|Appears in Collections:||Faculty of Social Sciences Journal Articles|
|Peer Review Status:||Refereed|
|Title:||Longing to belong: Children in residential care and their experiences of peer relationships at school and in the children's home|
|Citation:||Emond R (2014) Longing to belong: Children in residential care and their experiences of peer relationships at school and in the children's home, Child and Family Social Work, 19 (2), pp. 194-202.|
|Abstract:||Resilience literature has stressed the potential of both children's educational experiences and their friendships to act as protective factors against adversity. However, less is known about how children living with adversity navigate these ‘everyday' aspects of social terrain and the particular challenges that they face. This paper explores the meaning and experience of peer relationships to one group of children living in residential care in Ireland. Drawing on a larger study of school and care, it explores data gathered from 16 children, aged 8 to 18, who were living in eight different children's homes on the east coast of Ireland. The findings suggest that the children were acutely aware of their ‘care' status and developed a number of strategies to manage this identity in school. It appears that more often than not, children described being left to their own devises to manage friendships and peer relationships. Thus, despite being a crucial source of both stress and support, peer relationships did not appear to be regarded as an issue that adults should be involved with. This raises questions for practice about what children should be supported with and the way in which peer relationships are potentially overlooked by social work, residential and school staff.|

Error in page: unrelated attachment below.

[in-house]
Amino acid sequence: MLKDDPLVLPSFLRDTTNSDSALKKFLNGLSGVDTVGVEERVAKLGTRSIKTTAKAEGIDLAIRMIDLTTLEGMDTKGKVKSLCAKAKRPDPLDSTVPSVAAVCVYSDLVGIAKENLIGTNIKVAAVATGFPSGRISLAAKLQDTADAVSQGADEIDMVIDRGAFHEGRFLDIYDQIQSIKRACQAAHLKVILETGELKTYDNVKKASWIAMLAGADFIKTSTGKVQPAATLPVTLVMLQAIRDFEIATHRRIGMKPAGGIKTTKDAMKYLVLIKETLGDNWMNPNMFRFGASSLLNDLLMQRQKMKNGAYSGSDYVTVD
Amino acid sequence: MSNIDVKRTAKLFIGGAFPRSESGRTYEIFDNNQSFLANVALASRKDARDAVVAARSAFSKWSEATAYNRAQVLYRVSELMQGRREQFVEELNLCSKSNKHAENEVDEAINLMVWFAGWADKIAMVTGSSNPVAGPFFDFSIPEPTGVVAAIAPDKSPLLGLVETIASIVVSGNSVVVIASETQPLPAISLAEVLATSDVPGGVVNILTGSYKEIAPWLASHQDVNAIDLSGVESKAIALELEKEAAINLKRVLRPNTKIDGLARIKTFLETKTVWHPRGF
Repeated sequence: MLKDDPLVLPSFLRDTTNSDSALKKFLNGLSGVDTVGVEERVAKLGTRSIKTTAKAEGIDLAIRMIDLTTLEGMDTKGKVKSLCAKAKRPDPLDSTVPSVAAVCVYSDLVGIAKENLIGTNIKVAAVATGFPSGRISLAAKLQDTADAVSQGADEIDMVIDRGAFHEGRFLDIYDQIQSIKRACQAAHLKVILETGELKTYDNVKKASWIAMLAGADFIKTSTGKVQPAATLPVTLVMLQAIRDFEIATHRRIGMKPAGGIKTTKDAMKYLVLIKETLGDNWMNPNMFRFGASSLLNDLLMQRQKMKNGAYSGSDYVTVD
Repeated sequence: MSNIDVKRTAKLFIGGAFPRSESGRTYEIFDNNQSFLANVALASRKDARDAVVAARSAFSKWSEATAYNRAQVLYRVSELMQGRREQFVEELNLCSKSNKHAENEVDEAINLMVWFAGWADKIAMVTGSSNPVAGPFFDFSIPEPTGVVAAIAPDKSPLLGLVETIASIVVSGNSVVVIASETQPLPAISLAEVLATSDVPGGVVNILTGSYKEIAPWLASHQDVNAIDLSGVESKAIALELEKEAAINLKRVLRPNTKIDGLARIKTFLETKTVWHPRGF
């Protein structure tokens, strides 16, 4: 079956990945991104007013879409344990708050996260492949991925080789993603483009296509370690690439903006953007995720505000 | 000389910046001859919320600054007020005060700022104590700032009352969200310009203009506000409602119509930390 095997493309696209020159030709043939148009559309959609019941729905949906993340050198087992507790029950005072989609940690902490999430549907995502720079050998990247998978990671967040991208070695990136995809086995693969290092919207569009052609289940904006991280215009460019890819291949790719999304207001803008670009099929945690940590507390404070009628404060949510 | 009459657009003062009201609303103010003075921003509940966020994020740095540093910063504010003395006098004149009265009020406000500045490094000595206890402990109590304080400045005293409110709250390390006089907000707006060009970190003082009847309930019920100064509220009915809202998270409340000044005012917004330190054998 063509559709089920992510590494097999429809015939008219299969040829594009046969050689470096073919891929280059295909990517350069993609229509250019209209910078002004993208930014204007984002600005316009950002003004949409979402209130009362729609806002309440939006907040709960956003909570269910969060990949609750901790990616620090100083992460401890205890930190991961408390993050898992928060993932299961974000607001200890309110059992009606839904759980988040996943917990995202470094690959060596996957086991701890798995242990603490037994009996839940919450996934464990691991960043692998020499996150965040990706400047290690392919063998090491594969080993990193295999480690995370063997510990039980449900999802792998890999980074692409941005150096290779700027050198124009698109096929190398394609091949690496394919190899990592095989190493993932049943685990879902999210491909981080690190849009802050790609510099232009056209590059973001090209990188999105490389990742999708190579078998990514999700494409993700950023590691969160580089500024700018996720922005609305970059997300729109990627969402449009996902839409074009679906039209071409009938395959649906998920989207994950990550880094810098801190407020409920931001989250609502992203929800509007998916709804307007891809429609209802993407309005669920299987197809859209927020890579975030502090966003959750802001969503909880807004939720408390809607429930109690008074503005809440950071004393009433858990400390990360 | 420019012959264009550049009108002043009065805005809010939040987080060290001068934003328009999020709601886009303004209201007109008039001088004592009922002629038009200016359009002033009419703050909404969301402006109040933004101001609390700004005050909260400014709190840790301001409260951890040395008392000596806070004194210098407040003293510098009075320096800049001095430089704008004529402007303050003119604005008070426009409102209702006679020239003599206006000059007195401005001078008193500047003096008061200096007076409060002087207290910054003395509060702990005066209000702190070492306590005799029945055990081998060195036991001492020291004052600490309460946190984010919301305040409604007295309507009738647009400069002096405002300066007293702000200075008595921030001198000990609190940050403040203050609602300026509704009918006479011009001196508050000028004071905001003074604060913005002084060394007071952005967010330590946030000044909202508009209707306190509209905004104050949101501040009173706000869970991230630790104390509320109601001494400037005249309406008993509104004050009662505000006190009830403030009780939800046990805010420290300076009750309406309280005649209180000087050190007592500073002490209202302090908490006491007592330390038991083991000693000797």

|Rights:||The publisher does not allow this work to be made publicly available in this Repository. Please use the Request a Copy feature at the foot of the Repository record to request a copy directly from the author. You can only request a copy if you wish to use this work for your own research or private study.|
|C&FSW 2014.pdf||99.08 kB||Adobe PDF||Under Permanent Embargo Request a copy|
Note: If any of the files in this item are currently embargoed, you can request a copy directly from the author by clicking the padlock icon above. However, this facility is dependent on the depositor still being contactable at their original email address.
This item is protected by original copyright
Items in the Repository are protected by copyright, with all rights reserved, unless otherwise indicated.
If you believe that any material held in STORRE infringes copyright, please contact firstname.lastname@example.org providing details and we will remove the Work from public display in STORRE and investigate your claim.